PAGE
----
The advantages of dialogue between peers is echoed by Blair’s (2008) evaluation of a specific beginning teacher mentorship program in Midwestern United States. Blair suggests that in place of the traditionally dyad mentor-mentee structure, beginning teachers get more out of a community of practice that includes novice teachers as well as experienced teachers at varying career levels. Such a system might foster more “growth and mutual engagement than a traditional mentorship model” (p. 112), as the experience of sharing stories amongst a group of colleagues reduces complicated power relations. Gruenhagen (2012) similarly espouses regular conversations between teachers about their practice. A case study of a first year early childhood teacher in the East Coast of the United States, the study’s findings call for a range of teachers (from novices to the much more experienced) of various ages to come together to share stories.
Roulston et al. (2005) suggest a different framework for early career mentorship, in which teachers come together with university educators not as a support group but in order to collaboratively conduct action research to improve the teachers’ classroom practices. Ilari (2010) explores another manifestation of communities of practice that extends beyond sharing stories and reflecting on individual practice. Because of the lack of placement schools available within a Brazilian music teacher training course, a ‘free day’ of music classes was offered for babies and young children at the university. Here, student-teachers were mentored and engaged in peer-learning, participating in communities of practice not only in theory, but also in practice, as they developed teaching skills and identities through a hands-on approach.
If any of the following article titles interests you, click on the reference to be taken to the abstract.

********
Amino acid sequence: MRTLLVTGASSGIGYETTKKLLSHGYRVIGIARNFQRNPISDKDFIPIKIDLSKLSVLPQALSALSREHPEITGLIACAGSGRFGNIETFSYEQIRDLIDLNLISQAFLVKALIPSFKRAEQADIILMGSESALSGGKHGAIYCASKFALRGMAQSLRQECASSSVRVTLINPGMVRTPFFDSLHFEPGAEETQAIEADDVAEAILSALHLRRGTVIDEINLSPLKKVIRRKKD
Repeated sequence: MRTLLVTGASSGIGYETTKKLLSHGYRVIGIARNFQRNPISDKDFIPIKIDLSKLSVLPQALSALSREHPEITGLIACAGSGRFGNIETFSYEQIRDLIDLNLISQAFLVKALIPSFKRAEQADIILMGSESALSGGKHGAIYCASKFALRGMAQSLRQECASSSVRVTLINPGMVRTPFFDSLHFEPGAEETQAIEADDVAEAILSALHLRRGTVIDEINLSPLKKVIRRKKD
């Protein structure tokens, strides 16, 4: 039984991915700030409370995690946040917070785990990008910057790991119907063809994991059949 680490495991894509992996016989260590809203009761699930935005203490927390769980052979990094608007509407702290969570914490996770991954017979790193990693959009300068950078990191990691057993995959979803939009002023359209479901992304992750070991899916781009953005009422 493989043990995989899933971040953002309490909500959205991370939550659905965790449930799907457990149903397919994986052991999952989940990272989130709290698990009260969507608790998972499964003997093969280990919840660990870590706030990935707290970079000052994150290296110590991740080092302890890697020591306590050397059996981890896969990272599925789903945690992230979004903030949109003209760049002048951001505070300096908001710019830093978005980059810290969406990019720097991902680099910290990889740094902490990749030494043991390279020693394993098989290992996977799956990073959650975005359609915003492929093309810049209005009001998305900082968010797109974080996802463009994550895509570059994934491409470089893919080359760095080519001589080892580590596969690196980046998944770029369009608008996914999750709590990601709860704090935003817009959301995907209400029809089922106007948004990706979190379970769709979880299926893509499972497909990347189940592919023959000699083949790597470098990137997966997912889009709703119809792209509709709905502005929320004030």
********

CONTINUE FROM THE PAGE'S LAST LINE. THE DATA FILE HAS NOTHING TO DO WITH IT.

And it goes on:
Cain, T. (2011). How trainee music teachers learn about teaching by talking to each other: An action research study. International Journal of Music Education, 29(2), 141–154. doi: 10.1177/0255761410396961
Gruenhagen, L. M. (2012). Learning in practice: A first-year early childhood music teacher navigates the complexities of teaching. Research Studies in Music Education, 34(1), 29–44. doi: 10.1177/1321103X11430593
Roulston, K., Legette, R., DeLoach, M., Buckhalter-Pittman, C., Cory, L., & Grenier, R. S. (2005). Education: Mentoring and community through research. Research Studies in Music Education, 25(1), 1–22. doi: 10.1177/1321103X050250010501
Communities of practice have been found to be very effective contexts for mentoring preservice and early career music teachers. It is clear that these communities can manifest in a number of ways, from online and face-to-face meetings, to practicum experiences wherein student-teachers and mentors teach alongside each other. The research above demonstrates how the development of teaching practices and identities are benefitted by the sharing of resources, stories and solutions in a democratic environment; findings that are illustrated in regular conversations between educators on twitter.
We hope you’ve found this RSME research roundup helpful in your research or practice. We’d love the roundup to be as interactive as possible, and encourage all readers to add to this very brief literature review. If you’ve written (or know about) an article/book chapter/blog entry about communities of practice for preservice and early career music educators, add references and links in the comments below or tweet a reply to @RSMEjournal. If you are currently in the middle of writing such an article, consider submitting it to the internationally peer-reviewed journal, Research Studies in Music Education.
Wenger, E. (1998). Communities of practice: Learning, meaning and identity. Cambridge, UK: Cambridge University Press.